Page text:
Golf Club Bad Saarow, Germany

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Golf Club Bad Saarow, Germany0

This is Bad Saarow, a glamorous spa town near Berlin, where Max Schmeling rubbed shoulders with the likes of Winston Churchill and Maxim Gorki. His home course was called Golfclub Saarow-Scharmützelsee, a 9-holer dating from 1930. It was designed by Colt, Alison & Morrison and built by Bernhard von Limburger, but unfortunately did not survive the turmoils of World War II and communism.

However, in the 1990s a push to restore former glory to the area got underway. A modern golf resort was opened on the shores of beautiful Lake Scharmützel and not far from the old site. Only now there are golf holes to spare at Golf Club Bad Saarow (formerly known as Sporting Club Berlin Scharmützelsee) – 63 in total – of which Arnold Palmer laid out the first 18 in 1995 and Nick Faldo followed suit in 1997 with his first Continental European design. Sir Nick hit just about as hard as Max Schmeling, so they actually had to soften his creation somewhat to make it palatable for average golfers.

It has been part of the German Ryder Cup bid and hosted the German Open and other professional events in the past. Day-to-day it fulfils its flagship duties for the resort, although it’s not the most popular track there. That accolade belongs to the more playful and visually attractive Arnold Palmer course. The Faldo course (now named Faldo Berlin) was never meant to be pretty, it was supposed to model an austere Scottish links, and between the bunkering, the burn, the brownish rough and the absence of trees, ponds and doglegs it does make an admirable effort at looking the part.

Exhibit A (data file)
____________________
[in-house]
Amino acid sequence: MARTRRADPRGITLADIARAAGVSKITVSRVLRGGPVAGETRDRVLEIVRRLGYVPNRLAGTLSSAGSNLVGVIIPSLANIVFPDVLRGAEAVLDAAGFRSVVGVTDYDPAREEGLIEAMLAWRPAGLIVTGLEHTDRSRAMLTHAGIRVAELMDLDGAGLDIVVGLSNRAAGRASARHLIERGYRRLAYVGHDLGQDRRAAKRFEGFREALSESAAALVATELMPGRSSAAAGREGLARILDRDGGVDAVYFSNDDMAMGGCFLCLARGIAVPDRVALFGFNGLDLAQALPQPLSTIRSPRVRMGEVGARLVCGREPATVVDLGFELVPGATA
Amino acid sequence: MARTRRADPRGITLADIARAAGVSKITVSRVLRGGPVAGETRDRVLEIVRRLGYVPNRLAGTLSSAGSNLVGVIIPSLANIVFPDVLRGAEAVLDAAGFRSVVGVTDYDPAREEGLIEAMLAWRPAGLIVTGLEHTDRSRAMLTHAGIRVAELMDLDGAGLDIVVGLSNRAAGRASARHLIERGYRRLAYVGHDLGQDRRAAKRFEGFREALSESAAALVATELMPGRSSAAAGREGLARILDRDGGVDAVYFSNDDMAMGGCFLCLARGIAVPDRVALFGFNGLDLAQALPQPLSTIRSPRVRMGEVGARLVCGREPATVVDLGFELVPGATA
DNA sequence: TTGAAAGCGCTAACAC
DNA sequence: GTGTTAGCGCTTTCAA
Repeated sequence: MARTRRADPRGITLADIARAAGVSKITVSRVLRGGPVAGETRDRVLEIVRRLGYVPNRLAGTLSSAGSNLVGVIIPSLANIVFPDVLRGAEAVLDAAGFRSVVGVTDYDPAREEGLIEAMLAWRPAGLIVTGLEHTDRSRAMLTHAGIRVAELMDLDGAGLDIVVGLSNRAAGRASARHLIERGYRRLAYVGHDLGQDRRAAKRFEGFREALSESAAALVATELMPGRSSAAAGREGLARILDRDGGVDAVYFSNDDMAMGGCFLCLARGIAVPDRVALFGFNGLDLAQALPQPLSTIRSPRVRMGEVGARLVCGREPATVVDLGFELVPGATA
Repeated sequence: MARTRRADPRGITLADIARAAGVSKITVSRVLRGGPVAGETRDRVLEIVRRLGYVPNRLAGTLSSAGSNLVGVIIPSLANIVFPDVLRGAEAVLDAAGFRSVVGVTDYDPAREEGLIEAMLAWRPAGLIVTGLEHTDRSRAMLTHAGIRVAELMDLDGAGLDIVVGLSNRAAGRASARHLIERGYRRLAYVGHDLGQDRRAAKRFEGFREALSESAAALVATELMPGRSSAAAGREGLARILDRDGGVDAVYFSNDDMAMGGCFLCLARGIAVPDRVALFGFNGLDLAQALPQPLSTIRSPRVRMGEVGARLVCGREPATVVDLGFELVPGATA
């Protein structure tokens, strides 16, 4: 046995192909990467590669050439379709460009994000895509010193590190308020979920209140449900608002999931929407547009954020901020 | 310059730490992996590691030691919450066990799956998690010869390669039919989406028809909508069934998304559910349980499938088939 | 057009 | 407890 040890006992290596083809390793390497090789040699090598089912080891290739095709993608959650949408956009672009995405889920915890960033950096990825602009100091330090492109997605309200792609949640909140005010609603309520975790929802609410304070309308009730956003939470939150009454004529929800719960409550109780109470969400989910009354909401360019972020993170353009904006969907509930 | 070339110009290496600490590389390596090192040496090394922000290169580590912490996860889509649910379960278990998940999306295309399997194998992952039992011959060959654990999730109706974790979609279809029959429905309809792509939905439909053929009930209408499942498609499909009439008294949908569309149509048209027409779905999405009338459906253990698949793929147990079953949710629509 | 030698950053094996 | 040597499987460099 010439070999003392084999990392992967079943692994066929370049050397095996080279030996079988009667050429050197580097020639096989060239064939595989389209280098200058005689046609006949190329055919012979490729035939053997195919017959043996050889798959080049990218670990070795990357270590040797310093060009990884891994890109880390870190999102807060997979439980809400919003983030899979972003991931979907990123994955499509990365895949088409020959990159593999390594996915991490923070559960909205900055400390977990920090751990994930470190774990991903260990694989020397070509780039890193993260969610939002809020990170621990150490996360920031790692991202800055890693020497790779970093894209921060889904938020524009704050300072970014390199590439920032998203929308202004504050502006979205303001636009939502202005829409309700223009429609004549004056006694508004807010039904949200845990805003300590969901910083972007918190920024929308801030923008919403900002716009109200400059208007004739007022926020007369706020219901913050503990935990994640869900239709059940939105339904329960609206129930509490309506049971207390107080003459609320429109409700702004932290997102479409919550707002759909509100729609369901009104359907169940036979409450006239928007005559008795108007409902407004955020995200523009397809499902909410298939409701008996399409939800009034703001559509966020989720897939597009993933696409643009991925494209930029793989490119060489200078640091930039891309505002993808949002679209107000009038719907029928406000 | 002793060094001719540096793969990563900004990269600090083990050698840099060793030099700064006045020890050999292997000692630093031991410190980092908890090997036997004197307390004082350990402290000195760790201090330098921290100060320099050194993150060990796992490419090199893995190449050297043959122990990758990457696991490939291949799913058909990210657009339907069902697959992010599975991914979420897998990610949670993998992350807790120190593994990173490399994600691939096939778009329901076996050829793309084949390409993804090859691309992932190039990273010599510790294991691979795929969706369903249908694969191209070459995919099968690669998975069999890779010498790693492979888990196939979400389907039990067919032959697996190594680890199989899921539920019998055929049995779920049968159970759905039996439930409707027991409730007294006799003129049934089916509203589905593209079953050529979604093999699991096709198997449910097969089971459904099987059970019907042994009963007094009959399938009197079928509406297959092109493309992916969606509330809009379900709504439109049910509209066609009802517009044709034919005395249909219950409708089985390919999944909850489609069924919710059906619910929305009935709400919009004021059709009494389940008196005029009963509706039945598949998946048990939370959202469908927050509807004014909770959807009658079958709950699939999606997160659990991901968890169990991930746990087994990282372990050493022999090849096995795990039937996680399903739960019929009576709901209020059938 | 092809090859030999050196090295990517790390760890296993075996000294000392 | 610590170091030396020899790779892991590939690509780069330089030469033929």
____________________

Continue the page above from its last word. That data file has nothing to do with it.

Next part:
The sand traps are its marquee feature; they are all of the same basic shape, small, round and of varying depth. With a generous spattering of these pots all over the property and the sharply defined cuts of grass, it’s an unfamiliar playing experience for the German golfer. But the mustachioed Stan Eby (the architect working with Faldo at Bad Saarow) did not go all the way, it’s still a green course and doesn’t play as firm as, for example, Faldo’s first European design at Chart Hills. However, compared to his Kentish brainchild, the more restrained bunkering in Berlin will be to the tastes of traditionalists, who probably won’t even notice that the 11th hole has fourteen pits in play.

Walkability is also an asset; few courses are easier to navigate on foot. Which is just as well, because the fairly long layout entirely passes on the categories of “reachable par 5″, “drive and pitch par 4” and “tiddler par 3”. To be fair though, there are enough medium-length holes that can entertain a bogey golfer and the maintenance as well as the service standards are high. (adapted from Top100GolfCourses)